The UNESCO’s Man and the Biosphere (MAB) Programme has relaunched the World Network of Mountain Biosphere Reserves to create research opportunities and support knowledge exchange on environmental and social issues. The Mountain Research Initiative is proud to be supporting this important network. 

The recently elected technical secretariats of the World Network of Mountain Biosphere Reserves, jointly coordinated by the Research Centre for Eco-Environmental Sciences of the Chinese Academy of Sciences (China) and the Biosphere Reserve of the Valles de Omaña y Luna, held its first meeting to prepare the action plan for the upcoming years.

During the meeting the secretariats discussed the main goals of the network with the representatives of the Man and the Biosphere (MAB) Programme, the Mountain Research Initiative (MRI), and senior advisors. These will focus on creating research opportunities and supporting knowledge exchanges on environmental and social issues relevant to mountain biosphere reserves. 

The network will also enhance the exchange of information and stimulate collaborative work and partnerships involving all actors working in mountain biosphere reserves, notably biosphere reserve managers/coordinators, mountain specialists, scientists from universities and research centres, UN agencies, non-governmental organizations and local communities.

The MRI is proud to be collaborating with MAB and its elected technical secretariats to support the needs of this network in the short-medium to long-term.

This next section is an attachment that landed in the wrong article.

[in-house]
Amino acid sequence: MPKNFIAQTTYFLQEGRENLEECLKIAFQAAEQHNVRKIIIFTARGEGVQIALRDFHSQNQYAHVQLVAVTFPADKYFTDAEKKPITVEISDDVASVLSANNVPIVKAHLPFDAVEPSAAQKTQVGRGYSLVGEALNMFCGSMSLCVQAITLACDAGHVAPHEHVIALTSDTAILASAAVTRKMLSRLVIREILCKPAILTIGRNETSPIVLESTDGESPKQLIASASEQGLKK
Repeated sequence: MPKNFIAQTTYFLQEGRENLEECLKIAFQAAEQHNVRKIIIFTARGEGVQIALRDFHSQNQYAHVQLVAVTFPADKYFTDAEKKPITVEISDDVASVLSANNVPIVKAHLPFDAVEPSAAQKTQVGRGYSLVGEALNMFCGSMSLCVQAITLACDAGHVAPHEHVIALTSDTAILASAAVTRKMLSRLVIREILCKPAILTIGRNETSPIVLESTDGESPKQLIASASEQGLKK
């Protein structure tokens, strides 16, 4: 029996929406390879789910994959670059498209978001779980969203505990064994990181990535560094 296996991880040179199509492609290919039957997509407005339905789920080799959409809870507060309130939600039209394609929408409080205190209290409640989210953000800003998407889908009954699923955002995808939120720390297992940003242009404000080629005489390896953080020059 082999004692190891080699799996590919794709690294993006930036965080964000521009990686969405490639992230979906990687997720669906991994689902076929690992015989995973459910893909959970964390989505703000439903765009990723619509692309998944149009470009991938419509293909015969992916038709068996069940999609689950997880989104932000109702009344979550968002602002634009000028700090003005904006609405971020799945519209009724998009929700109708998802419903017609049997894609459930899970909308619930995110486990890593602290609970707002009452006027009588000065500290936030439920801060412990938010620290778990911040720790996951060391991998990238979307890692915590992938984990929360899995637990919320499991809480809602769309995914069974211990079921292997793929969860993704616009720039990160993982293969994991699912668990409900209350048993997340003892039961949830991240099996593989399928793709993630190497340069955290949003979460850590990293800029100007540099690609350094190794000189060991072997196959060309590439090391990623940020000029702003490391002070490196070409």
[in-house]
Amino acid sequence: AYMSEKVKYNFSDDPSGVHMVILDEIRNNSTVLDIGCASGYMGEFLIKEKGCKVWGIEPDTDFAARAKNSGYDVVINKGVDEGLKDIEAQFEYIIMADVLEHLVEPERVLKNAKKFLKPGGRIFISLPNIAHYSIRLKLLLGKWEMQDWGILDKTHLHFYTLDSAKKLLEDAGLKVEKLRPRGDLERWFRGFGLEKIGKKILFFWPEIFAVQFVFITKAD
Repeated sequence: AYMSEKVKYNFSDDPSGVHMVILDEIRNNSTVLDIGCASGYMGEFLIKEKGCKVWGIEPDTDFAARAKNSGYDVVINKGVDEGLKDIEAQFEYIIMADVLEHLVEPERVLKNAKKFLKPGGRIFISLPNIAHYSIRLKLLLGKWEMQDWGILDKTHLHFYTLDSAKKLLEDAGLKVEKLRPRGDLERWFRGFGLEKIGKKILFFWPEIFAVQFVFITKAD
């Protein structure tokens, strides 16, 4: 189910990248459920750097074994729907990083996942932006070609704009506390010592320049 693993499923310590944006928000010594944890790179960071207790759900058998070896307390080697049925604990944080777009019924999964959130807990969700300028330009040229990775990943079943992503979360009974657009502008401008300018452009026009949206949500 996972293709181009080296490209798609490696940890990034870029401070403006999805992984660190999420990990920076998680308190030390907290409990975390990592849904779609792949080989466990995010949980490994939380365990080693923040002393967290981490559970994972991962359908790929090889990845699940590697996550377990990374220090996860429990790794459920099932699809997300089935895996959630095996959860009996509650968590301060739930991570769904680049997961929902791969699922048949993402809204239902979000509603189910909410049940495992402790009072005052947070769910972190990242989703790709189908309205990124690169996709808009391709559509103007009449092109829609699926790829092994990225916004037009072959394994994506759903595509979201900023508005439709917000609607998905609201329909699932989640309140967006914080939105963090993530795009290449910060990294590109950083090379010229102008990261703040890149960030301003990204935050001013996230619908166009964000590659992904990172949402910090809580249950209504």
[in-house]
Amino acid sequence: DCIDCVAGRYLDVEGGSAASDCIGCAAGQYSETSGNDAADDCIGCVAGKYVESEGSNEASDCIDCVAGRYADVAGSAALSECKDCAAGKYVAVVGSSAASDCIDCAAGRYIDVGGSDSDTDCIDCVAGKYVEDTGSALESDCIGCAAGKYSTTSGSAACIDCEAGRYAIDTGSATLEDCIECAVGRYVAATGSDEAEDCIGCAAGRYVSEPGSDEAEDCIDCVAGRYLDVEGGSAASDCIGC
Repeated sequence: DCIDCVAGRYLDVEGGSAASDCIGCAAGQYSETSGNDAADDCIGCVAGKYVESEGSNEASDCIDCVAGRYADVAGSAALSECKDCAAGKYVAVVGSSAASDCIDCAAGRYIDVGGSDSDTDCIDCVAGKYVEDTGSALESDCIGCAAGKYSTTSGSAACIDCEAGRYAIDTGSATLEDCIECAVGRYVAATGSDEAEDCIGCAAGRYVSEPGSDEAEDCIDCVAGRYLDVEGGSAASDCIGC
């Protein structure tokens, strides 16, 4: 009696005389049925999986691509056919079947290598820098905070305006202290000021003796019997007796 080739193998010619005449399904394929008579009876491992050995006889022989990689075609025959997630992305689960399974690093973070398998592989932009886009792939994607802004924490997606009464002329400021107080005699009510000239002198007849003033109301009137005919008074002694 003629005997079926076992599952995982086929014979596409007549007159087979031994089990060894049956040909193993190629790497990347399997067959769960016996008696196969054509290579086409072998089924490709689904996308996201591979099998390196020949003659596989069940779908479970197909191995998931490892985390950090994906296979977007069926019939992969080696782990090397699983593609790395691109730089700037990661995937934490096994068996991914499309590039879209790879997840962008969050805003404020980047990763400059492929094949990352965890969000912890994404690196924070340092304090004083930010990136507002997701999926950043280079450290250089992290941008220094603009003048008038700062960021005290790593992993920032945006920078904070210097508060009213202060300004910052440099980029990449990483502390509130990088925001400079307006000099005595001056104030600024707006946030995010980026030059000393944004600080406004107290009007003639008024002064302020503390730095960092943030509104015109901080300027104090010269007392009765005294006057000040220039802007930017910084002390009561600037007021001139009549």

Representing one-quarter of the Earth's terrestrial surface, mountainous regions harbour relatively untouched ecosystems and habitats with a unique biodiversity. They also play a crucial life-supporting role in the water cycle, with more than half of humanity’s freshwater supply coming from mountains. In addition, they hold unique cultural value as landscapes and are home to 15% of the global population (FAO and UNCCD, 2020).

Of the 727 biosphere reserves that are part of the World Network of Biosphere Reserves, 474 (65%) are located in mountain ecosystems.

Mountain regions are particularly threatened by global climate change, and face the loss of rare and endangered species, shifts in the water balance (including glaciers retreat) and often irreversible land use changes, altering socio-economic conditions and ultimately the livelihoods of people.

The WNMBR activities will contribute to global efforts for sustainable development and biodiversity conservation in mountainous biosphere reserves, as well as to the International Year of Sustainable Mountain Development, recently adopted by the General Assembly of the United Nations on 16 December 2021.

Cover image: Königssee in the Berchtesgadener Land Biosphere Reserve, Berchtesgaden National Park, Germany. Photo by Kordula Vahle

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